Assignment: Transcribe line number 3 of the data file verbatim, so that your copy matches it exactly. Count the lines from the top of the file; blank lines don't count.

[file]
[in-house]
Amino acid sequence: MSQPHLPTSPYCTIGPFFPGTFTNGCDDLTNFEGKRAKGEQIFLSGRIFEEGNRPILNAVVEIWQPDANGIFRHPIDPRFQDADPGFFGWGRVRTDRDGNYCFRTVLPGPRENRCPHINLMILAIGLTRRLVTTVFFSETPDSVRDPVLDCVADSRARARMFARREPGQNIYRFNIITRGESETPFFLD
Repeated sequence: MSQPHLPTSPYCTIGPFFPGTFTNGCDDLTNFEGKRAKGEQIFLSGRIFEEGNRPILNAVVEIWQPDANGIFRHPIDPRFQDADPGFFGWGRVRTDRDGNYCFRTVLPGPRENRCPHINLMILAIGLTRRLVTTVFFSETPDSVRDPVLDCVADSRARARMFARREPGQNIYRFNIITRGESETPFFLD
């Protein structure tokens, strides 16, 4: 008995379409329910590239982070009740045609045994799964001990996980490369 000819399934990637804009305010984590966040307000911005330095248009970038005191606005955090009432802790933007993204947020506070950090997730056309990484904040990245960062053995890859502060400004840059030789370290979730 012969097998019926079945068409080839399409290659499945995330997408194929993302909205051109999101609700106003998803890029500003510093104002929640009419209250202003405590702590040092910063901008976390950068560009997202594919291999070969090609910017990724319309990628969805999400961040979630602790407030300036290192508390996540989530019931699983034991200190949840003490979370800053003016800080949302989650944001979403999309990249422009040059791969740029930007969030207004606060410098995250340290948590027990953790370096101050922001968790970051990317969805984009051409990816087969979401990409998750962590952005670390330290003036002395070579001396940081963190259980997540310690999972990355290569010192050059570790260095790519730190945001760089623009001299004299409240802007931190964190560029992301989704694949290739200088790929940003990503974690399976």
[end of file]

Repeated sequence: MSQPHLPTSPYCTIGPFFPGTFTNGCDDLTNFEGKRAKGEQIFLSGRIFEEGNRPILNAVVEIWQPDANGIFRHPIDPRFQDADPGFFGWGRVRTDRDGNYCFRTVLPGPRENRCPHINLMILAIGLTRRLVTTVFFSETPDSVRDPVLDCVADSRARARMFARREPGQNIYRFNIITRGESETPFFLD